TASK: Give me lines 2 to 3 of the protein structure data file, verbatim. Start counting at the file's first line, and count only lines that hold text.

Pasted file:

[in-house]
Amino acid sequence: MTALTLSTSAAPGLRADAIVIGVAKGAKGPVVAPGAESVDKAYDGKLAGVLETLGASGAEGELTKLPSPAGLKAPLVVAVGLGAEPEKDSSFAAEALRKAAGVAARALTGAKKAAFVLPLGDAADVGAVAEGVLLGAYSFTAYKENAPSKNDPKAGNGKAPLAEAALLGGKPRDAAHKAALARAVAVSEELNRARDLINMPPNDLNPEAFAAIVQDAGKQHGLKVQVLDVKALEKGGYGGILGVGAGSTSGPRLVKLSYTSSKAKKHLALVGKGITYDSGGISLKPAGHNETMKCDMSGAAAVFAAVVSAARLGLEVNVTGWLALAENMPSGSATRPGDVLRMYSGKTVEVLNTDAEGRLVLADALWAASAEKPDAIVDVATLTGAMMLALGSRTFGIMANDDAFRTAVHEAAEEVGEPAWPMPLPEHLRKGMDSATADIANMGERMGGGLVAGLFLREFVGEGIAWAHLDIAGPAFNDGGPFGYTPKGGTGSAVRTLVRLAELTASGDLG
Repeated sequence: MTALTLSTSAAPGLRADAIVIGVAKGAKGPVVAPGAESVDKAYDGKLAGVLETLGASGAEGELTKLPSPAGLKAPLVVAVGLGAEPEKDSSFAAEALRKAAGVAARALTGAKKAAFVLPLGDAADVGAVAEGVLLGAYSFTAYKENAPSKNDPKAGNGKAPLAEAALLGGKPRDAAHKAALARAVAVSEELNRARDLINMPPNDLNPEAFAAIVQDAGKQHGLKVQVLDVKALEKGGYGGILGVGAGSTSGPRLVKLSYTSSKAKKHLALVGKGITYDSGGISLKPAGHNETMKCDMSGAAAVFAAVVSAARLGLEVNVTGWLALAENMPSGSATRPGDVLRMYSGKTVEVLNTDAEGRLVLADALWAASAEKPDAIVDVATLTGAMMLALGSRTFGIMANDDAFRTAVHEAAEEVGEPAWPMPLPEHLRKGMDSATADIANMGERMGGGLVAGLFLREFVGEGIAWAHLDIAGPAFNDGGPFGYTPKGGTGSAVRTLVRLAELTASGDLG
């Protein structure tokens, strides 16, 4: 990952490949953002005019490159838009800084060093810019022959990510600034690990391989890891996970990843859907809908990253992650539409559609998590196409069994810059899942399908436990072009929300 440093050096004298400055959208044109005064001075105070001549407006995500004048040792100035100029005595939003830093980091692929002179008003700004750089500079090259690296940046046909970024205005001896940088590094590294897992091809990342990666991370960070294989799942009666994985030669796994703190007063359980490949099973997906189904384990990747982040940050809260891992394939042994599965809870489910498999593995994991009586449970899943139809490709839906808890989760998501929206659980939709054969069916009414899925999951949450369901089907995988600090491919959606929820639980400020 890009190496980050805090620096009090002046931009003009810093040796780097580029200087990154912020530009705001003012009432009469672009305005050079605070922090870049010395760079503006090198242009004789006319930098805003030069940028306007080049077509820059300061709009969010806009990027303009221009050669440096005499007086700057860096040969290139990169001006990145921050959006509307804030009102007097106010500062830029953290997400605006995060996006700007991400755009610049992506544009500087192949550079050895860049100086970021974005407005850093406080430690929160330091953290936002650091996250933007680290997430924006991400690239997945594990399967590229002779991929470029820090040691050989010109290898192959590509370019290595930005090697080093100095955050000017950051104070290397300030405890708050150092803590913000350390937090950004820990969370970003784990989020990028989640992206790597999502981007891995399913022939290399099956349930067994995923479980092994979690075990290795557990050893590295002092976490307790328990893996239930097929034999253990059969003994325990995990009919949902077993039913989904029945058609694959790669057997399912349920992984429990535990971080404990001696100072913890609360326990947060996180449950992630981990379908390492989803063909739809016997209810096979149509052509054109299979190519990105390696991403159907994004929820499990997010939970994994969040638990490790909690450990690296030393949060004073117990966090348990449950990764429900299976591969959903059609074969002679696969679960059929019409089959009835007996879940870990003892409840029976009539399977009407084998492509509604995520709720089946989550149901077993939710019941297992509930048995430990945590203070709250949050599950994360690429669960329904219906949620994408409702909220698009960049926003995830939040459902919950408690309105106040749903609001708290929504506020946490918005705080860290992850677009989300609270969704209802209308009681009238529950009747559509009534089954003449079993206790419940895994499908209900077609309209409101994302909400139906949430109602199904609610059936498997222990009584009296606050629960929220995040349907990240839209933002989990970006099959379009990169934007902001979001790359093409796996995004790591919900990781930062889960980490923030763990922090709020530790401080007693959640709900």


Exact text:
Amino acid sequence: MTALTLSTSAAPGLRADAIVIGVAKGAKGPVVAPGAESVDKAYDGKLAGVLETLGASGAEGELTKLPSPAGLKAPLVVAVGLGAEPEKDSSFAAEALRKAAGVAARALTGAKKAAFVLPLGDAADVGAVAEGVLLGAYSFTAYKENAPSKNDPKAGNGKAPLAEAALLGGKPRDAAHKAALARAVAVSEELNRARDLINMPPNDLNPEAFAAIVQDAGKQHGLKVQVLDVKALEKGGYGGILGVGAGSTSGPRLVKLSYTSSKAKKHLALVGKGITYDSGGISLKPAGHNETMKCDMSGAAAVFAAVVSAARLGLEVNVTGWLALAENMPSGSATRPGDVLRMYSGKTVEVLNTDAEGRLVLADALWAASAEKPDAIVDVATLTGAMMLALGSRTFGIMANDDAFRTAVHEAAEEVGEPAWPMPLPEHLRKGMDSATADIANMGERMGGGLVAGLFLREFVGEGIAWAHLDIAGPAFNDGGPFGYTPKGGTGSAVRTLVRLAELTASGDLG
Repeated sequence: MTALTLSTSAAPGLRADAIVIGVAKGAKGPVVAPGAESVDKAYDGKLAGVLETLGASGAEGELTKLPSPAGLKAPLVVAVGLGAEPEKDSSFAAEALRKAAGVAARALTGAKKAAFVLPLGDAADVGAVAEGVLLGAYSFTAYKENAPSKNDPKAGNGKAPLAEAALLGGKPRDAAHKAALARAVAVSEELNRARDLINMPPNDLNPEAFAAIVQDAGKQHGLKVQVLDVKALEKGGYGGILGVGAGSTSGPRLVKLSYTSSKAKKHLALVGKGITYDSGGISLKPAGHNETMKCDMSGAAAVFAAVVSAARLGLEVNVTGWLALAENMPSGSATRPGDVLRMYSGKTVEVLNTDAEGRLVLADALWAASAEKPDAIVDVATLTGAMMLALGSRTFGIMANDDAFRTAVHEAAEEVGEPAWPMPLPEHLRKGMDSATADIANMGERMGGGLVAGLFLREFVGEGIAWAHLDIAGPAFNDGGPFGYTPKGGTGSAVRTLVRLAELTASGDLG